heatherfromthegrove’s New Year’s Revelation No 6 of 7: Be the architect of your own destiny

“New Year – a new chapter, new verse, or just the same old story ?  Ultimately we write it. The choice is ours.” 
― Alex MorrittImpromptu Scribe

I will keep this post brief.  The choices we make, whether proactive or reactive, set a chain of reactions and events in motion. How we act (or don’t act) and what we say (or don’t say) will  play a pivotal role in how we engage with others and in what we hope to achieve in life. Sometimes we find excuses for our own inertia or our bad choices. We play the blame game: “It’s his/her fault that this happened, not mine.”  In some instances, this is correct. But they’re the exception, rather than the rule.

Let’s face it, there are times that bad things happen. And it’s no one’s fault. But it’s how we handle  the hard times, the tragedies and disasters that determines our forward path.  The person who deals with hardship with humility, integrity and grace is the person who will likely also use every life experience – be it good or bad – as a lesson to learn from. True wisdom is hard-earned.  

So let 2017 be the year we, each of us, write our own life story. Let’s hold ourselves accountable for our actions and our words. 

Let the first chapter begin.

“Your life will be no better than the plans you make and the action you take. You are the architect and builder of your own life, fortune, and destiny.”
– Alfred A. Montapert

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A little Socratic wisdom

I’m in a philosophical frame of mind these days.  So for the rest of 2016, my posts will highlight famous philosophical quotes and the philosophers who said them. This month (September), the focus will be on some of the greatest ancient Greek philosophers whose influence and thinking have transcended the passage of time.

SOCRATES

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“The only true wisdom is in knowing you know nothing.”

– Socrates, (469—399 BCE),  classical Greek philosopher

Socrates was considered the father of Western logic and philosophy. He espoused an ethical system based on human reason, rather than theological doctrine. According to Socrates, the more we come to know ourselves, the greater will be our ability to reason and make choices that lead to true happiness. His quest for knowledge focused on one simple idea: how to live a good and virtuous life. We know him through the writings of the students he mentored, the most famous of whom was Plato. It was Plato who later taught Aristotle, who then went on to tutor Alexander the Great.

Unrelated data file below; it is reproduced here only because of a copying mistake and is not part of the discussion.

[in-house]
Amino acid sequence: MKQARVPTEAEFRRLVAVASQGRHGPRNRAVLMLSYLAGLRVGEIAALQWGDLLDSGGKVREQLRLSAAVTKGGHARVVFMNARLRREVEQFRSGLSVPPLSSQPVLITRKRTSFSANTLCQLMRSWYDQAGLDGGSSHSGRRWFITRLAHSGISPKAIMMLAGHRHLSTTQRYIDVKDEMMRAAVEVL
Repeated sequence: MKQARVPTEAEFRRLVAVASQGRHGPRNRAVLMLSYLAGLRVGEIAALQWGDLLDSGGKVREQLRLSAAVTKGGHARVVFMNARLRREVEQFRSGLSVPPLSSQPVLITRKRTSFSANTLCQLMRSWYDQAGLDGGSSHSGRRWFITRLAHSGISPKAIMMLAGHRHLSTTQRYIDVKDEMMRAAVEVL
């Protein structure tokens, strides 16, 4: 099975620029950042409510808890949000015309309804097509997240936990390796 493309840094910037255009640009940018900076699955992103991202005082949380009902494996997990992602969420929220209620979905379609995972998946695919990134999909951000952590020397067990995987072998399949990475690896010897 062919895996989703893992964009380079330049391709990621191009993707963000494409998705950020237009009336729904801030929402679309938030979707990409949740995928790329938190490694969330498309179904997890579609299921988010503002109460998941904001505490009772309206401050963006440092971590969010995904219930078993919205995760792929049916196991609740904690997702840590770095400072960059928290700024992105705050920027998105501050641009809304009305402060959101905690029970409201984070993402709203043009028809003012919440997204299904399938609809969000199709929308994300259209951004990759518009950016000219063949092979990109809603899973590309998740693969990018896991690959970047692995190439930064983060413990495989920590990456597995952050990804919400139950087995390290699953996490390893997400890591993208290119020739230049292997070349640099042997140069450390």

He taught his students by asking them questions, with the objective of getting them to think for themselves. This became known as “the Socratic Method” which, in today’s world, is a method of teaching most often used by law and medical professors in universities and colleges across the globe.

“I cannot teach anybody anything. I can only make them think”

– Socrates

Socrates refused to acknowledge class distinction or in other words, the “proper behavior” at the time. He spoke and mingled with women, servants and slaves just as easily as with nobility and scholars. This refusal to conform to social proprieties angered the so-called important men of the time. Socrates was subsequently arrested for impiety. His accusers (Meletus the poet, Lycon the orator, and Anytus the tanner) charged him with “denying the gods recognized by the state and introducing new divinities” and “corrupting the young.”  These accusations were considered (by those who favored Socrates) as being personally and politically motivated.

Socrates was sentenced to death by hemlock poisoning in 399 BCE. He died in his Athenian prison cell, surrounded by his friends. Socrates himself never wrote down any of his teachings. He focused on action, not words. His teachings and philosophy were later interpreted and written by his students, men like Plato who later went on to form their own philosophical schools.